Options:
      --help        Show help                                          [boolean]
      --chain       The EVM compatible chain to target
                                           [string] [default: "ethereum-goerli"]

The response includes table information in a standard ERC721 metadata format, including the table’s name, creation data, external URL (which points to the Tableland gateway), and attributes:

{
  "name": "cli_demo_table_5_237",
  "external_url": "https://testnet.tableland.network/chain/5/tables/237",
  "image": "https://bafkreifhuhrjhzbj4onqgbrmhpysk2mop2jimvdvfut6taiyzt2yqzt43a.ipfs.dweb.link",
  "attributes": [
    {
      "display_type": "date",
      "trait_type": "created",
      "value": 1658796103
    }
  ]
}

receipt

Get the receipt of a chain transaction to know if it was executed, and the execution details

tableland receipt <hash>

Positionals:
  hash  Transaction hash                                     [string] [required]

Options:
      --help        Show help                                          [boolean]
  -k, --privateKey  Private key string                       [string] [required]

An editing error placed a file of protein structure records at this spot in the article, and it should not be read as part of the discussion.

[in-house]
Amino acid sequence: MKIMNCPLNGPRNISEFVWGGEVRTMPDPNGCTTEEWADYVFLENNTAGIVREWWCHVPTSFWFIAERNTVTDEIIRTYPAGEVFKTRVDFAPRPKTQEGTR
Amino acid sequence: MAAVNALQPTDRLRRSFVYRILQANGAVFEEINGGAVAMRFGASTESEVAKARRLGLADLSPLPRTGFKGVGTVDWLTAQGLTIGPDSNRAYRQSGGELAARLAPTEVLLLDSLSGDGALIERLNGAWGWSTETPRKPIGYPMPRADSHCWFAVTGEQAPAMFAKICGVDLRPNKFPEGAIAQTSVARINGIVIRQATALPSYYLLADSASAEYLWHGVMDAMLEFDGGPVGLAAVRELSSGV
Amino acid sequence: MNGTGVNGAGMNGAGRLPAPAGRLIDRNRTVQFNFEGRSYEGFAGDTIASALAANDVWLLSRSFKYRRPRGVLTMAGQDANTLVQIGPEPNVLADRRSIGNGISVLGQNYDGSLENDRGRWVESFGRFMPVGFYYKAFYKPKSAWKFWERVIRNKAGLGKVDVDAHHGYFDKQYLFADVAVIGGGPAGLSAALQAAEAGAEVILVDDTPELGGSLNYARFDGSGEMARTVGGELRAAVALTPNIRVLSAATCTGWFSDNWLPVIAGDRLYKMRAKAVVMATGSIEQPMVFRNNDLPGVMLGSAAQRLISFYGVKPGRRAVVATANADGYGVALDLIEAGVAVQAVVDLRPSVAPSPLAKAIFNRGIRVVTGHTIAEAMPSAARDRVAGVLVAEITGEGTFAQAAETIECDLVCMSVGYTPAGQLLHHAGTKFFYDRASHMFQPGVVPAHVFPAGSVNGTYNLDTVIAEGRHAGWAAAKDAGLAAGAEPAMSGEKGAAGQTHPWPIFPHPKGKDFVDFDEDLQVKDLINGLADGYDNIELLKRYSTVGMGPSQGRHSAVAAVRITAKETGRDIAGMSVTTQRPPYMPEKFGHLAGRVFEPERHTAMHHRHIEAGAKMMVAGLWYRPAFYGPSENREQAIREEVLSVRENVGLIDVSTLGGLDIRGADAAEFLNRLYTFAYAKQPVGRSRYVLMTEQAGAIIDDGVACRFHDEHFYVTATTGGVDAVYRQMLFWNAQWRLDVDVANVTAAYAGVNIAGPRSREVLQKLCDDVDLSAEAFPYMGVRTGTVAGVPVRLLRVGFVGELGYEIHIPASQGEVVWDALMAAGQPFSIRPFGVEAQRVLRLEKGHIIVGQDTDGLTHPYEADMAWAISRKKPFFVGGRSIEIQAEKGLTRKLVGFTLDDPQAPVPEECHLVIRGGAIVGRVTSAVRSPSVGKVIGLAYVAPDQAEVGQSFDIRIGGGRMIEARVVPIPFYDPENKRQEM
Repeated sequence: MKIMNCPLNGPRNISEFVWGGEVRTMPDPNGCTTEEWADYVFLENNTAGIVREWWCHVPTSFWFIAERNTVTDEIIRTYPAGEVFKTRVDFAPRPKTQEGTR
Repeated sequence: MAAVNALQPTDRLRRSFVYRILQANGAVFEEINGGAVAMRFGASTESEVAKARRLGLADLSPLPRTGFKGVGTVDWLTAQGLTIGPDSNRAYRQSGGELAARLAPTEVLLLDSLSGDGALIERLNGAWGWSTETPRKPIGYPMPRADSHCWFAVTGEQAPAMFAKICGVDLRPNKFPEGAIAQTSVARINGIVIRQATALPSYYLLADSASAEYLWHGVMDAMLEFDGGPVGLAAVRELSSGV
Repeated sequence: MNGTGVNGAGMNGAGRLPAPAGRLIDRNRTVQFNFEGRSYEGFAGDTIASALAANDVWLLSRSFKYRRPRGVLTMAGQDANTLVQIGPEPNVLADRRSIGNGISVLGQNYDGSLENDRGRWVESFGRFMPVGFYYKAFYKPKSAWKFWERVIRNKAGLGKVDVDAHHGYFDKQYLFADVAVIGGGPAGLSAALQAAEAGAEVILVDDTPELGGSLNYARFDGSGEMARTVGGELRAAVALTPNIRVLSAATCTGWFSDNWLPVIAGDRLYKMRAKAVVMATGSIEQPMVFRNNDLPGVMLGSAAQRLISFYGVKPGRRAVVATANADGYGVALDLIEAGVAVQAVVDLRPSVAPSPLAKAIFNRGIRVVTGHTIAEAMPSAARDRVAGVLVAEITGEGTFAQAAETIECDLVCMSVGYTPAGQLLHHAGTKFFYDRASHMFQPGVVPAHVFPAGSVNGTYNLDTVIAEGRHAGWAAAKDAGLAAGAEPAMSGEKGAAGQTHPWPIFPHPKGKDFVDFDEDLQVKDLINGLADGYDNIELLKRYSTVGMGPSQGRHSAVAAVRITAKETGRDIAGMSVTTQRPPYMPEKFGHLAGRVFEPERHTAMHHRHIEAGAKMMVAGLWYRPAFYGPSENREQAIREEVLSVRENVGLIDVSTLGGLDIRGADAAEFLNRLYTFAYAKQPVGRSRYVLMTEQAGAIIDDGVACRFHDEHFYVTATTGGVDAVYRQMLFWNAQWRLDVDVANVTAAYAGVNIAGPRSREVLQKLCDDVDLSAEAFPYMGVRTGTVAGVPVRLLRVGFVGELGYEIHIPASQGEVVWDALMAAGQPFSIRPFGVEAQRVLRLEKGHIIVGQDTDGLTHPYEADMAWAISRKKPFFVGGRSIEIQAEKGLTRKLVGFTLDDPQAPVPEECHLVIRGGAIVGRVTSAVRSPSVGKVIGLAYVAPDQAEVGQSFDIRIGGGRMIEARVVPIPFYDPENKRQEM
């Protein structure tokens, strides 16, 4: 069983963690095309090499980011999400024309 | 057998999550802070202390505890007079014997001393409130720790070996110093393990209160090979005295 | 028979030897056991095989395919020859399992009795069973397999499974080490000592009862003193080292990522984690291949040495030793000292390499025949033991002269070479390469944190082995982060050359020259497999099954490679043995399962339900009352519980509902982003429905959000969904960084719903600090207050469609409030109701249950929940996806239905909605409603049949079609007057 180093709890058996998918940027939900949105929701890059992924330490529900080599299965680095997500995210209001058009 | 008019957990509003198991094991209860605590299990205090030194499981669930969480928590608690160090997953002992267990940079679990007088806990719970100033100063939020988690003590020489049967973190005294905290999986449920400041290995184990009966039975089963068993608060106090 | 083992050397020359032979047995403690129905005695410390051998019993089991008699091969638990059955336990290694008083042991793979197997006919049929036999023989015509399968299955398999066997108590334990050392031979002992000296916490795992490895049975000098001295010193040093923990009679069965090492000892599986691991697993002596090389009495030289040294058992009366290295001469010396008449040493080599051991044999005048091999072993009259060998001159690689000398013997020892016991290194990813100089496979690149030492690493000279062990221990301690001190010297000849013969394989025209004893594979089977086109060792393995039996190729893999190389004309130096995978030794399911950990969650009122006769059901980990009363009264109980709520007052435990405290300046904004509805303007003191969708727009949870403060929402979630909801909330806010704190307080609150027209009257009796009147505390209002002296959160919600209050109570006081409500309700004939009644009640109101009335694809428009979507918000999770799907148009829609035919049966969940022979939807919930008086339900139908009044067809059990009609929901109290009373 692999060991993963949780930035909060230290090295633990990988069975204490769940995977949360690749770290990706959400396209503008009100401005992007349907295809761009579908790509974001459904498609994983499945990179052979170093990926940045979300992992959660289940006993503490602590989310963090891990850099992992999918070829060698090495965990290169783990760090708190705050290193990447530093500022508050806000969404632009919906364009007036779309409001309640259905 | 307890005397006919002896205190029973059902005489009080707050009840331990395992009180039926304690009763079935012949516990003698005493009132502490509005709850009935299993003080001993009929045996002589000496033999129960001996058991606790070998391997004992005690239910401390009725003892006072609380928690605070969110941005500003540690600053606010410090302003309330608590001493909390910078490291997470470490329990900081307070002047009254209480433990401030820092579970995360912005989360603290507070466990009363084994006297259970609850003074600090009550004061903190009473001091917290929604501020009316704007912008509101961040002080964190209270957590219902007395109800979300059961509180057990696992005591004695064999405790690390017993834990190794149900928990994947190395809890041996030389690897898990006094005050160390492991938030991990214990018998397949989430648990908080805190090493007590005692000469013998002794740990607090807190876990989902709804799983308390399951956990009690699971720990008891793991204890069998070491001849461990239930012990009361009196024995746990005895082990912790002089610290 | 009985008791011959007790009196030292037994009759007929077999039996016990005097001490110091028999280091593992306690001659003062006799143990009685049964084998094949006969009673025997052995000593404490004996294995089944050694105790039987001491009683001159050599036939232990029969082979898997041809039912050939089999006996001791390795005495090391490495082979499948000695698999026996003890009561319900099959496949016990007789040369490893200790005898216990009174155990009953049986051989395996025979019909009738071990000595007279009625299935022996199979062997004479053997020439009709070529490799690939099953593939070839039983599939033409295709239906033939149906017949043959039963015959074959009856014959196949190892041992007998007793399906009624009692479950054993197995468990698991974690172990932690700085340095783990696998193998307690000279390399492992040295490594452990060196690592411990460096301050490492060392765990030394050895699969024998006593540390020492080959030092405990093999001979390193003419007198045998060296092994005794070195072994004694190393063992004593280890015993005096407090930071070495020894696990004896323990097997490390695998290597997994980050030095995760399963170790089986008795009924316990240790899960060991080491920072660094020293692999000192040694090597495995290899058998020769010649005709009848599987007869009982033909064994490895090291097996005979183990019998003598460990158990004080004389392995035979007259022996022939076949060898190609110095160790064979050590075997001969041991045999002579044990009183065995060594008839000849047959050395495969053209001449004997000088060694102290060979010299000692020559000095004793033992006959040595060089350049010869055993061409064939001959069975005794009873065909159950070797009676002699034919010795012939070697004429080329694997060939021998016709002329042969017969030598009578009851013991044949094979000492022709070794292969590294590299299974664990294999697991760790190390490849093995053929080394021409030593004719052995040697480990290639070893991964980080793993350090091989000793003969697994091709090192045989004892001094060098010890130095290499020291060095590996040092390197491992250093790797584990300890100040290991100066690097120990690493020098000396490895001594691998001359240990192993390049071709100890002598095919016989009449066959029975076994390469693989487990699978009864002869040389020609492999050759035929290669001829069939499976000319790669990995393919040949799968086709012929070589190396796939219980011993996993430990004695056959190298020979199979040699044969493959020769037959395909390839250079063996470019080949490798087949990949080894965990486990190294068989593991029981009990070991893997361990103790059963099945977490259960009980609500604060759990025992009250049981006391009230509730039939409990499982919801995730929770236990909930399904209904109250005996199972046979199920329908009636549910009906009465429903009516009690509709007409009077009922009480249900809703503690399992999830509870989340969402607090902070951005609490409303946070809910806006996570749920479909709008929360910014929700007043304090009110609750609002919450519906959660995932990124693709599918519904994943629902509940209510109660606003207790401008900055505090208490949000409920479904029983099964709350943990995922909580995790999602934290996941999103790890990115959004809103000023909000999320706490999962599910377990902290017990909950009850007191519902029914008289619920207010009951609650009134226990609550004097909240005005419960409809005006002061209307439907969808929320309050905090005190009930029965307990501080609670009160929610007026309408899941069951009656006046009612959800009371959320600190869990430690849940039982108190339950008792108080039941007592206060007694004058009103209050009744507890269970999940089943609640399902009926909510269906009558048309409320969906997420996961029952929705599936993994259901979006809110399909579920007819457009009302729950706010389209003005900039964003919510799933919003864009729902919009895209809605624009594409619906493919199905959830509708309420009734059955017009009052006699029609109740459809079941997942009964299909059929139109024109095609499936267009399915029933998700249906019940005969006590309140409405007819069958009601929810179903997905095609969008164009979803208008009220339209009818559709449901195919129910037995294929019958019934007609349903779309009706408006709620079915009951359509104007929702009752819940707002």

--chain       The EVM compatible chain to target
                                           [string] [default: "ethereum-goerli"]

This allows you to retrieve data like the chain id, block number, and table Id — and note that the transaction hash itself is returned when running the create and write commands:

{
  "chainId": 5,
  "txnHash": "0xf14684b9ae8d4063768883f486ff5f8996393d888c63265865b6862eb34e899e",
  "blockNumber": 7291011,
  "tableId": "237"
}

token

Create a signed SIWE token

tableland token

Options:
      --help        Show help                                          [boolean]
  -k, --privateKey  Private key string                       [string] [required]
      --chain       The EVM compatible chain to target
                                           [string] [default: "ethereum-goerli"]

Use the CLI to generate a self-signed SIWE Token. This is done automatically when using the JavaScript SDK via a browser app (thanks to MetaMask). For creating one via the command line, use this command.

Namely, with the token command, the response will simply be a long string: the SIWE token.

⚠️